Ache Of Marriage

In "The Ache of Marriage," Denise Levertov attempts to explain the
pain this marriage experiences. It is a pain that affects both emotional and
physical states of being. Levertov describes the pain as if someone were reading
her thoughts. Through Levertov\'s use of non-conventional form, the theme of the
pain of marriage and overcoming that pain jumps from the page. The author
divides the poem into two parts. On one hand, Levertov shows the difficulty in
making a marriage last. She depicts how a marriage can ache and hurt. On the
other hand, Levertov says that a blissful marriage as the ultimate goal. All the
trial and tribulations a marriage endures prove to be worth it the sacrifices.

Through her words, the dichotomy of marriage is personified as an actual human
entity. It is a being, which aches in the "thigh and tongue" (2).

Levertov\'s clever use of the literary technique of personification shows how
marriage is hard but it can be a beautiful institution if sufficient time and
energy are spent to correct what has been damaged. The beginning of the poem
relates the downsides of marriage. She says, "thigh and tongue, beloved, /
are heavy with it, / it throbs in the teeth" (2-4). This pain affects every
part of the body. The use of the verb throb raises the intensity if the pain.

The tongue aches because of the endless arguments a marriage experiences. The
thighs ache because of the heavy burden pain places upon their shoulders. The
turmoil brought upon by this pain makes the marriage suffer. Because this
marriage physically causes pain, it may be hard to realize what a blessed thing
it is. The pain of this marriage results in the ultimate achievement of the
objective of marriage. The poem states that all the aches and pains of marriage
are worth going through because the love of another is monumental. The husband
and wife search in order to heal the pain within each other but cannot find it.

The search for communion is an instance of sharing. Sharing both the pain as
well as the joy of marriage. If both parties in a marriage share the aches of
marriage, then they will not hurt nearly as bad. In order for the pain to cease,
they must first face the pain with each other. By suffering through the hurdles
of this institution, the pain will either bring them closer together or tear
them apart. The "look for communion" (5) and sharing in the marriage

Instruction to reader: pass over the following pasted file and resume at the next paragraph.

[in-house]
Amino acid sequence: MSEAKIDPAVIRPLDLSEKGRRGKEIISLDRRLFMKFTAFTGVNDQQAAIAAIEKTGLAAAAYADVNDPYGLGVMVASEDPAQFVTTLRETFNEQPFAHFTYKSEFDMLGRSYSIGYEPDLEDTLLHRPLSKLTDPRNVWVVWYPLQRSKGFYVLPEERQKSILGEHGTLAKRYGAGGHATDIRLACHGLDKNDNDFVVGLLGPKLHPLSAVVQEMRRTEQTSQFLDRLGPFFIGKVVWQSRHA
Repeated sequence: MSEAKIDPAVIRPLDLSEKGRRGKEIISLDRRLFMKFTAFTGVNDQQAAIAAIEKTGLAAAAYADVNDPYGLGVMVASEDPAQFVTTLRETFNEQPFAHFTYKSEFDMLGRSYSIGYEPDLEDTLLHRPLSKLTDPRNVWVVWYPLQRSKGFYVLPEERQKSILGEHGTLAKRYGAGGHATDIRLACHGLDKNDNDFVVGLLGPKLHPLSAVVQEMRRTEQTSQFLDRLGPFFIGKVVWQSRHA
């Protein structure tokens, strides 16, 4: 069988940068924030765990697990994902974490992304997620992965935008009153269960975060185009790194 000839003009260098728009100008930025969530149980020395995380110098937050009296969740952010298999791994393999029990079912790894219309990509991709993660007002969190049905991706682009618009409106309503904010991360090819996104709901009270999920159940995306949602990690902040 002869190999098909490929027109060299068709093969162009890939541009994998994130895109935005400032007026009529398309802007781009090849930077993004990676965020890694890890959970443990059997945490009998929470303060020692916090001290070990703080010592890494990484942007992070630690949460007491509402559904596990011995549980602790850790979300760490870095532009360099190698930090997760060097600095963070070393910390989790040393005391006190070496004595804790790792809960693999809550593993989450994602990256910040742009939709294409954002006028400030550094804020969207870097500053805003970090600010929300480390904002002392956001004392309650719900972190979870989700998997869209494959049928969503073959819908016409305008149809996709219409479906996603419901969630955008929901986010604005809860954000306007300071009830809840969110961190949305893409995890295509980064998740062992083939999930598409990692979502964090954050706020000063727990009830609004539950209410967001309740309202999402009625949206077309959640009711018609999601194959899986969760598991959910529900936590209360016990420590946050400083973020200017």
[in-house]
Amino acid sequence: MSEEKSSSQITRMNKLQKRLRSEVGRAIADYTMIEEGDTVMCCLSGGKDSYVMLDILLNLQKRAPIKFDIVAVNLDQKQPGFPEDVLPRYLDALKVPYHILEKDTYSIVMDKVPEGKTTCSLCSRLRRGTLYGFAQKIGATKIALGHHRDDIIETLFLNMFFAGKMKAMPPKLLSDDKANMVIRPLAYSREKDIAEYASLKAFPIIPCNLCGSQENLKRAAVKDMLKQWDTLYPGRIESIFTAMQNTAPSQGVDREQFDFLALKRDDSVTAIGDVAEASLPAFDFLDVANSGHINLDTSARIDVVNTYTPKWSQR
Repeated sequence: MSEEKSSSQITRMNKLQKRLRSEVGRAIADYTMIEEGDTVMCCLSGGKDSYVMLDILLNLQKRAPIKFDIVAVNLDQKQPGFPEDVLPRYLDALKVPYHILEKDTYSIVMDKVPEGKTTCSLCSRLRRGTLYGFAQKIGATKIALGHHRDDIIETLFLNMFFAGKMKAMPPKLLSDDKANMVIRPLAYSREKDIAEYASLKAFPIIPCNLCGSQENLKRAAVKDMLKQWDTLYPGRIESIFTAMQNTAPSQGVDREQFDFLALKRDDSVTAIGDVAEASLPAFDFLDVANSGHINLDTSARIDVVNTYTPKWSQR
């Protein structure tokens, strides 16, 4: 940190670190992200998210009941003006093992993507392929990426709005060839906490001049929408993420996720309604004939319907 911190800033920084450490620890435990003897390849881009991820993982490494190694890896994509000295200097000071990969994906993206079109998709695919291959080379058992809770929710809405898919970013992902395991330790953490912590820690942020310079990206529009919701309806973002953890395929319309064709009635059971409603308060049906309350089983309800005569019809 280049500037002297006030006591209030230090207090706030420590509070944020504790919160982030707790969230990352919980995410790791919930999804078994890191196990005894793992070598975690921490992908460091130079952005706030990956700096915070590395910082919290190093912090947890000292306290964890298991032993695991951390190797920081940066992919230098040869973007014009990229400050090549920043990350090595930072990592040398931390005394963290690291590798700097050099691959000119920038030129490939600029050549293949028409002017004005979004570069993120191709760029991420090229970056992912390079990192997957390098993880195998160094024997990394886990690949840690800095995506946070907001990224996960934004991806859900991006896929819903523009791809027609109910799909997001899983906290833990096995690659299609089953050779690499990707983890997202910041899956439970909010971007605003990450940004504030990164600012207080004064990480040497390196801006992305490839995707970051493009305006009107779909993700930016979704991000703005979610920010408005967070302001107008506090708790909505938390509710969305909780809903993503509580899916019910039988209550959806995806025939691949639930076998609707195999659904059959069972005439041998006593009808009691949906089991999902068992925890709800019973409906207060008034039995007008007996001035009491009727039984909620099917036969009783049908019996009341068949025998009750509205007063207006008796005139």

is what these hurting people are searching for. After first personifying pain in
a marriage as an evil state where the pain endures, Levertov shows that
regardless of the hurt they can still walk "two by two in the ark of/ the
ache of it" (12-13). Imagery is another literary device Levertov uses to
illustrate the difficulty in maintaining a sacred institution. Levertov makes an
allusion to Noah\'s ark by saying, "two by two in the ark of" (12).

Noah\'s ark symbolizes to some survival and faith in one\'s creator. This image
creates thoughts of survival of the marriage and faith in one another. This
biblical image illustrates how strong the bond of marriage is for Levertov
compares it to Noah\'s ark, which is the biblical explanation for the
continuation of man. Another image Levertov conjures up is evident in lines

10-11. She says, "It is leviathan and we/ in its belly/ looking for joy,
some joy/ not to be known outside it" (10-11). The comparison of marriage
to a leviathan serves as a vivid image. Because the pain is comparable to a
leviathan, which is an enormous, monstrous creature, at times it may seem like
there is no way to conquer this hurdle. Levertov says that pain is a monster,
within which the search for joy continues. There is no understanding of
happiness because the marriage centers on pain. Levertov writes "The Ache
of Marriage" as if someone were speaking. Her angst filled words flow
similar to natural human speech just like a conversation. This poem does not use
periods or any specific rhyming pattern making the ideas short and precise. The
form is important because the temptation to be sing-songy is eliminated. Because
the poem is written in free verse, the mood glooms with despair.